A few LinkedIn searches reveal more usage of certain mental health hashtags than others. We’ve all seen posts with #depression, #anxiety, #suicideprevention, and #breakthestigma.

But how often have you seen a LinkedIn post with #mania or #bipolar or #schizophrenia? Maybe once or twice. Most likely, never. It’s more okay to talk about mental illness than it has ever been. According to research from the American Psychological Association, 87% of American adults feel that having a mental disorder is nothing to be ashamed of. But 33% admit that people with mental health disorders “scare” them. 

While people are becoming more open to talking about mental health in professional settings both online and off, it’s easy to see that some illnesses are getting destigmatized faster than others. 

Maybe the illnesses that are easier to talk about are the least scary to witness. Maybe they’re the ones that have people feeling down, instead of up. Or maybe it just follows the numbers. Anxiety disorders are the most common mental health issue, and affect 40 million Americans. Depression affects 17 million Americans, while only 3.5 million Americans are living with schizophrenia. 

Even though some illnesses are less common than others, they deserve to be destigmatized too. Here are ways to help:

Celebrate people who share their stories

As someone with bipolar disorder on the manic side of the spectrum (I very rarely have depressive episodes), I know it can be a challenge to throw out a post about mania.

When someone from your company shares their story with a lesser discussed mental illness, join the conversation. If you’re not sure what to say, try something like “You’re brave for sharing this, and your story is important. I hope it reaches those who need it most.”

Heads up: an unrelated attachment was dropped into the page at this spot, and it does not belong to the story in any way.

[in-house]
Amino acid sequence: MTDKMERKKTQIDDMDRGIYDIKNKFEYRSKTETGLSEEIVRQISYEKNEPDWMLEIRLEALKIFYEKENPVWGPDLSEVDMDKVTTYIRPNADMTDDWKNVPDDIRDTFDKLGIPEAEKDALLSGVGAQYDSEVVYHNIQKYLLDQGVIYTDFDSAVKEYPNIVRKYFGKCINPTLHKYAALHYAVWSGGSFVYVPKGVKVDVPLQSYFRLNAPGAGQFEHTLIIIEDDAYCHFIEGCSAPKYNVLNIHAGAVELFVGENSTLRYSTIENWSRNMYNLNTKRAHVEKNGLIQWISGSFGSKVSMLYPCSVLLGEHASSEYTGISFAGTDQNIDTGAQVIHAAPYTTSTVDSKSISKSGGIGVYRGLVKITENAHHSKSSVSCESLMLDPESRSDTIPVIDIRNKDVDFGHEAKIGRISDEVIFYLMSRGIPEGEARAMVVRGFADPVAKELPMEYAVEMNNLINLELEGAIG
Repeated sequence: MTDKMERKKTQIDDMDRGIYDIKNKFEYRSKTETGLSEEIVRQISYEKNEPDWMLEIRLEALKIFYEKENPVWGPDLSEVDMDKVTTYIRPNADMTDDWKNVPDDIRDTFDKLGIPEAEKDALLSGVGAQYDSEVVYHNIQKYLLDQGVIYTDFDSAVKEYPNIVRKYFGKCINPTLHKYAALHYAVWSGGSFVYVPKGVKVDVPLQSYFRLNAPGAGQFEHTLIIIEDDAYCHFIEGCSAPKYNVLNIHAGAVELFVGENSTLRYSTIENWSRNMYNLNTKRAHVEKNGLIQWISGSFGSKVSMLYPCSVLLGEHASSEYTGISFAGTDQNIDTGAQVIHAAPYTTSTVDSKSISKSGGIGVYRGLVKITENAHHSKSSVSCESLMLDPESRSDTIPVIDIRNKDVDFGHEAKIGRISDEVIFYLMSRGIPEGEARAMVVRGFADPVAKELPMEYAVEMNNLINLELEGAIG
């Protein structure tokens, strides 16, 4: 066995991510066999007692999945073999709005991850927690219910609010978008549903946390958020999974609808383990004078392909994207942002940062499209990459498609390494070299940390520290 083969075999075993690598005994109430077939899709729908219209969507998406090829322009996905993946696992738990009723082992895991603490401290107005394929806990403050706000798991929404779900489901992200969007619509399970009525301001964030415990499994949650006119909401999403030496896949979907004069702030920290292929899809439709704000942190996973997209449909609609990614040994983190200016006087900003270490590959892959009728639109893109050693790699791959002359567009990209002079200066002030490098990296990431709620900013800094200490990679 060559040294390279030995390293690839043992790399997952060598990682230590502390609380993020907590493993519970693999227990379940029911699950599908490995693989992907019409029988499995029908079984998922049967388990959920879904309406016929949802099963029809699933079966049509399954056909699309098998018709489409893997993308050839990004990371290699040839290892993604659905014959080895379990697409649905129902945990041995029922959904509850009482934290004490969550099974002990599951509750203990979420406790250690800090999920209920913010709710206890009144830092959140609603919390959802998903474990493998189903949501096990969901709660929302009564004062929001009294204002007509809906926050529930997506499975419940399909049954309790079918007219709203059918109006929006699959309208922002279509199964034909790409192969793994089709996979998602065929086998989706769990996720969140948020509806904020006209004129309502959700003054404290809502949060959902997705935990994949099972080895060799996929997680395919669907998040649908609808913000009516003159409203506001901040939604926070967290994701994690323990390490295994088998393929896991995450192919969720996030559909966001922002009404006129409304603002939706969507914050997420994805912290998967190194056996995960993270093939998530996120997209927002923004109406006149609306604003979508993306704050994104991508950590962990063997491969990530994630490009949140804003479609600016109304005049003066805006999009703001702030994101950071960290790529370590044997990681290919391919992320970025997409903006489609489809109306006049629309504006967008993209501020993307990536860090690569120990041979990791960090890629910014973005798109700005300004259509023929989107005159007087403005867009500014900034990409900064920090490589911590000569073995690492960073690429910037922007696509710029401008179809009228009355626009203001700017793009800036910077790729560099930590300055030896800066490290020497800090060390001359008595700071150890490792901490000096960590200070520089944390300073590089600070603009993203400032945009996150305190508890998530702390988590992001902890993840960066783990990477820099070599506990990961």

Include stigmatized illnesses in company resources

Maybe your company offers access to on-demand mental health care from new solutions like Alma, Two Chairs, or Ginger. HR should use inclusive language around why the resource exists for employees, instead of just mentioning depression and anxiety.

For too long, companies have only provided access to suicide prevention hotlines. Not only should you help your employees well before that point, but you should also address other mental illnesses and concerns that aren’t diagnosable.

Be mindful of hurtful words and phrases

There are words that civilized people don’t say. I’m sure you can think of examples of name-calling from 7th grade that you haven’t heard in at least a decade. So why do people still use mental diagnoses as insults?

Saying things like “she’s acting bipolar,” “that’s so bipolar,” or “stop being so schizophrenic” are not okay. Just like it’s not okay to turn other pieces of identity into weaponized words. Of course, you can’t police everything your team is saying on conference calls. But you can include guidelines for destigmatizing mental health in the same places where you encourage employees in values of equity, anti-racism, and anti-homophobia. 

Create branded content about a greater variety of mental illnesses

If your company doesn’t create content for Mental Health Awareness Month, that’s fine. But if you do, I encourage you to push the envelope a bit. Don’t just stick to safe stories and safe hashtags. It’s true, the world does need more content about the common issues of depression and anxiety, but what we really need is companies and content creators brave enough to forge the way with discussions about mental illnesses that are still very hush hush. 

Retweet a bipolar influencer. Share a roundup of inspirational quotes from people with schizophrenia. 

There’s still a lot of destigmatizing work to be done, so don’t stop at the easy tasks. Push your company to incorporate illnesses—like mania, schizophrenia, and so many others—that are still not spoken about at work.